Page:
Frank Pierson‘s King of the Gypsies, which is out today on DVD, is a fairly difficult film to sit through. It’s a stab at trying to give a Godfather-like treatment to gypsy culture, and there’s just no believing it. While it “isn’t the worst film of the year,” said N.Y. Times critic Vincent Canby in his 12.20.78 review, “the gypsies should sue.”

Degraded Polaroid photo of King of the Gypsies star Sterling Hayden and journalist during filming in late ’77 (or was it early ’78?) at Manhattan’s Plaza hotel.

But the film carries a special memory for me, however, as I managed an interview with star Sterling Hayden during filming in Manhattan in late ’77. Hayden, who lived in my home town of Wilton, Connecticut, and whom I knew faintly because of this, was the first “name” guy I ever sat down with for a piece.
A good actor but an even better writer, eloquent and blustery, and a “bothered” malcontent from way back, Hayden — 62 at the time — was a tall, bearded Zeus-like figure, and one of the first bohemian-minded older guys I’d had the pleasure of slightly knowing.
He liked being the ornery old rebel, and was fairly open to hanging with younger fans like myself. I visited his Wilton home two or three times to listen and learn and shoot the shit. (It helped that I knew all of his films, and had strong opinions about his best performances.) I never got high with Hayden, but I knew a couple of Wilton guys who told me they did. Hash, they said.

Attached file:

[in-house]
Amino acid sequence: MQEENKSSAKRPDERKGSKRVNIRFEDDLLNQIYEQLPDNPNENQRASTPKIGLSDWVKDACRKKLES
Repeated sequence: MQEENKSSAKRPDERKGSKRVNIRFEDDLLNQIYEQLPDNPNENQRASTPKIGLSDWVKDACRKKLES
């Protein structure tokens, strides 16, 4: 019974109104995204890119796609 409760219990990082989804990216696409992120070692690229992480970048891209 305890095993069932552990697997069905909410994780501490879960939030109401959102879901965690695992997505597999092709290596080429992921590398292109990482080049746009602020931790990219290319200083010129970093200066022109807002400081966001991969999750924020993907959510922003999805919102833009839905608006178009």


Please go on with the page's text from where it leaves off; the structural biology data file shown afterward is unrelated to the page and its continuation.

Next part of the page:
Hayden had some legendary problems with the bottle. He wasn’t all that different from Roger Wade, the alcoholic writer he portrayed in Robert Altman‘s The Long Goodbye. (Hayden was less bitter.) He would do rehab and fasting from time to time. I remember him saying once that fasting “is the precise opposite of debauch…the hard thing is to hold that middle ground, hold that middle ground.”

My King of the Gypsies interview with Hayden took place in a hotel room at the Plaza hotel, where filming was happening that day. It was sometime in the mid-afternoon, and I remember that he downed a couple of large glasses of Johnnie Walker Red over a two hour period. Hayden wasn’t much of a give-and-taker. He was the Great Man who’d been through it all, knew it all and had a lot to say. It was all about feeding him set-up lines and and letting nature takes its course.
He told me that producer Dino de Laurentiis had given him a copy of Lorenzo Semple, Jr.‘s script of Hurricane, in hopes that Hayden would agree to costar. When De Laurentiis asked what he thought, Hayden said (or so he told me), “I gotta tell ya — I think it’s crap!” Bristling, De Laurentiis replied, “You’re the first person who’s said that!” A day or two later Hayden talked to a De Laurentiis development guy who said, “Naahh…you’re not the first.”
The best moment of our interview happened when Hayden began speaking of his farmer role in Bernardo Bertolucci‘s 1900. He said that Bertolucci had let him write his own dialogue, and was proud of a line he’d written for his death scene. I knew it and said it before he did — “I’ve always loved the wind.” Talk about a bonding moment.